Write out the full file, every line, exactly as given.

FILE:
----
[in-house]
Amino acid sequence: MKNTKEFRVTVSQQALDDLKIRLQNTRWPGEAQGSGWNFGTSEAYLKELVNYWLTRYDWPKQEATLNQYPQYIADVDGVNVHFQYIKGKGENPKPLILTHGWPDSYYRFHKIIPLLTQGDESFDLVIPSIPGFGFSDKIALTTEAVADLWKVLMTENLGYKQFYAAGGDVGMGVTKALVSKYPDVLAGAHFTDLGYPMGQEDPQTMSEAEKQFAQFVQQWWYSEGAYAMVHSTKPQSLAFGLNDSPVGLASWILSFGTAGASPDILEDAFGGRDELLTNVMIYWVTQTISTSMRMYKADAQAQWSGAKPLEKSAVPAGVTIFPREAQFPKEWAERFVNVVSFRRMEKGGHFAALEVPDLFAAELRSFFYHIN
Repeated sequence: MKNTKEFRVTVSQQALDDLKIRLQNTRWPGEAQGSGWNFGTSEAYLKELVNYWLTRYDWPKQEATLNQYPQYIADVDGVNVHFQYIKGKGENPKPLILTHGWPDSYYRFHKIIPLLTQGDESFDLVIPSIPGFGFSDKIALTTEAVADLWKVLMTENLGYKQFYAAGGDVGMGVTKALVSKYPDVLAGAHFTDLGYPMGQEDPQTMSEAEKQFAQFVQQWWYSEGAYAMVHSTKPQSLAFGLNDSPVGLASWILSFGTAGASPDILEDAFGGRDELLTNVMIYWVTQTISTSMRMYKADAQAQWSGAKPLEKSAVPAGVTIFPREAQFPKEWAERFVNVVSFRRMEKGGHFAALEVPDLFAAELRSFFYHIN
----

[in-house]
Amino acid sequence: MKNTKEFRVTVSQQALDDLKIRLQNTRWPGEAQGSGWNFGTSEAYLKELVNYWLTRYDWPKQEATLNQYPQYIADVDGVNVHFQYIKGKGENPKPLILTHGWPDSYYRFHKIIPLLTQGDESFDLVIPSIPGFGFSDKIALTTEAVADLWKVLMTENLGYKQFYAAGGDVGMGVTKALVSKYPDVLAGAHFTDLGYPMGQEDPQTMSEAEKQFAQFVQQWWYSEGAYAMVHSTKPQSLAFGLNDSPVGLASWILSFGTAGASPDILEDAFGGRDELLTNVMIYWVTQTISTSMRMYKADAQAQWSGAKPLEKSAVPAGVTIFPREAQFPKEWAERFVNVVSFRRMEKGGHFAALEVPDLFAAELRSFFYHIN
Repeated sequence: MKNTKEFRVTVSQQALDDLKIRLQNTRWPGEAQGSGWNFGTSEAYLKELVNYWLTRYDWPKQEATLNQYPQYIADVDGVNVHFQYIKGKGENPKPLILTHGWPDSYYRFHKIIPLLTQGDESFDLVIPSIPGFGFSDKIALTTEAVADLWKVLMTENLGYKQFYAAGGDVGMGVTKALVSKYPDVLAGAHFTDLGYPMGQEDPQTMSEAEKQFAQFVQQWWYSEGAYAMVHSTKPQSLAFGLNDSPVGLASWILSFGTAGASPDILEDAFGGRDELLTNVMIYWVTQTISTSMRMYKADAQAQWSGAKPLEKSAVPAGVTIFPREAQFPKEWAERFVNVVSFRRMEKGGHFAALEVPDLFAAELRSFFYHIN